NAHB Records Continuing Improvement in Multifamily
- Jun 24, 2011
NAHB’s Multifamily Production Index (MPI) recorded its third consecutive quarterly increase for the multifamily housing market. The MPI tracks multifamily industry sentiment about the strength of the market on a scale of 0 to 100, and it increased from 40.8 in the fourth quarter of 2010 to 41.7 in the first quarter of 2011.
The index provides a composite measure of three key elements: construction of low-rent units, construction of market-rate units and construction of “for sale” units. The index and all of its components are scaled so that any number over 50 indicates that more respondents report conditions are improving than getting worse.
“Multifamily continues to be one of the brighter spots in housing,” says NAHB Chief Economist David Crowe. “Not only is the overall index on the rise, the market-rate rental component has improved dramatically. In the first quarter, the market-rate rental component was 60.5, the highest level in more than five years.”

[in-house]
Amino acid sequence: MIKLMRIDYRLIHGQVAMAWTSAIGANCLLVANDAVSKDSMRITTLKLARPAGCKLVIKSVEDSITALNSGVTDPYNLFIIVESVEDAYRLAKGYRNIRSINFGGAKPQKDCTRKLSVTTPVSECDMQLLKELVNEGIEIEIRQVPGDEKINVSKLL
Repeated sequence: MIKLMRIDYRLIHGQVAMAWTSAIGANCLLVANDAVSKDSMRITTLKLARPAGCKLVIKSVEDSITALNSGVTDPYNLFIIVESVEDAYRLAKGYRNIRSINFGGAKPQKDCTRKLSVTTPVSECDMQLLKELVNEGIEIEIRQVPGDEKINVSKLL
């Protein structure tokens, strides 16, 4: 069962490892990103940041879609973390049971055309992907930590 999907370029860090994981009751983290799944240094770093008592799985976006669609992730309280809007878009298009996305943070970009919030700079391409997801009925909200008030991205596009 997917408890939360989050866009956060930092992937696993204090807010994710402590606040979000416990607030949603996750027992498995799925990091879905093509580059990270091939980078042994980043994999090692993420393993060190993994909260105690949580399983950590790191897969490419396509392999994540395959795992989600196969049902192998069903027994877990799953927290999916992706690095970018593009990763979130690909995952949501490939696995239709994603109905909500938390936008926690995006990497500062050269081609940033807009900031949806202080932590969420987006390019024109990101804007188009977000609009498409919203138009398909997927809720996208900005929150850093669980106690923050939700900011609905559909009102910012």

However, Crowe says the multifamily market still faces significant challenges. “There is considerable pent-up demand, but the ongoing crisis in funding for new construction means that developers are limited in their ability to meet that demand.”
The Multifamily Vacancy Index (MVI), which measures the multifamily housing industry’s perception of vacancies, increased slightly from 33.3 in the fourth quarter of last year to 35.0 in the first quarter of 2011. With the MVI, lower numbers indicate fewer vacancies.
“Even though we saw a slight increase in the vacancy index in the first quarter, the long-term trend is downward,” Crowe says. “Given the demographics of demand, we expect that trend to continue.”
“We are seeing positive movement in the multifamily market,” says Stillman Knight, chairman of NAHB’s Multifamily Council Board of Trustees and president and CEO of the Knight Company of Alexandria, Va. “However, production is still low in the context of anticipated demand, and rents are increasing as a result. Rents are likely to continue to rise unless financing for new construction becomes more readily available.”